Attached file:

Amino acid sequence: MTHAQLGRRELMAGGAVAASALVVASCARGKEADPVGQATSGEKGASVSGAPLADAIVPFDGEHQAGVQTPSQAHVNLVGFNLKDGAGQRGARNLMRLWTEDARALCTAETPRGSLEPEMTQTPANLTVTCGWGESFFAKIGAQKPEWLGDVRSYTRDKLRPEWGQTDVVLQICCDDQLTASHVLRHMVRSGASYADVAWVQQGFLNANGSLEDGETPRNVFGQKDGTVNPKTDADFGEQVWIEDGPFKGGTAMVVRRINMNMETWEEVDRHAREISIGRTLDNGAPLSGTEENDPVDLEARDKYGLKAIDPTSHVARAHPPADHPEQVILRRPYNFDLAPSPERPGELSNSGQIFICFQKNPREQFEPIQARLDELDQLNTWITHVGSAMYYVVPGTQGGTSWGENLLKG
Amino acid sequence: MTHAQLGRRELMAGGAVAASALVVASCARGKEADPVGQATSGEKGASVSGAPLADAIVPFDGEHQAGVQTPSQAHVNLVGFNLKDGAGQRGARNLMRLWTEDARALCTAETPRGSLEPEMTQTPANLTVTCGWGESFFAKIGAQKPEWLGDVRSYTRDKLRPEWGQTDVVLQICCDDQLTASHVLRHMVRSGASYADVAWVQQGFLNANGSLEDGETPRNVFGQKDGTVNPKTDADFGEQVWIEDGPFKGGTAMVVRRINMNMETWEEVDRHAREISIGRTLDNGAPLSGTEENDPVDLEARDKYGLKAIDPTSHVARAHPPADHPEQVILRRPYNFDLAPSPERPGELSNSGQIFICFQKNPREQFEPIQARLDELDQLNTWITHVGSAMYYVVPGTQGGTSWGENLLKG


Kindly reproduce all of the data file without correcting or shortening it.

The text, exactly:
Amino acid sequence: MTHAQLGRRELMAGGAVAASALVVASCARGKEADPVGQATSGEKGASVSGAPLADAIVPFDGEHQAGVQTPSQAHVNLVGFNLKDGAGQRGARNLMRLWTEDARALCTAETPRGSLEPEMTQTPANLTVTCGWGESFFAKIGAQKPEWLGDVRSYTRDKLRPEWGQTDVVLQICCDDQLTASHVLRHMVRSGASYADVAWVQQGFLNANGSLEDGETPRNVFGQKDGTVNPKTDADFGEQVWIEDGPFKGGTAMVVRRINMNMETWEEVDRHAREISIGRTLDNGAPLSGTEENDPVDLEARDKYGLKAIDPTSHVARAHPPADHPEQVILRRPYNFDLAPSPERPGELSNSGQIFICFQKNPREQFEPIQARLDELDQLNTWITHVGSAMYYVVPGTQGGTSWGENLLKG
Amino acid sequence: MTHAQLGRRELMAGGAVAASALVVASCARGKEADPVGQATSGEKGASVSGAPLADAIVPFDGEHQAGVQTPSQAHVNLVGFNLKDGAGQRGARNLMRLWTEDARALCTAETPRGSLEPEMTQTPANLTVTCGWGESFFAKIGAQKPEWLGDVRSYTRDKLRPEWGQTDVVLQICCDDQLTASHVLRHMVRSGASYADVAWVQQGFLNANGSLEDGETPRNVFGQKDGTVNPKTDADFGEQVWIEDGPFKGGTAMVVRRINMNMETWEEVDRHAREISIGRTLDNGAPLSGTEENDPVDLEARDKYGLKAIDPTSHVARAHPPADHPEQVILRRPYNFDLAPSPERPGELSNSGQIFICFQKNPREQFEPIQARLDELDQLNTWITHVGSAMYYVVPGTQGGTSWGENLLKG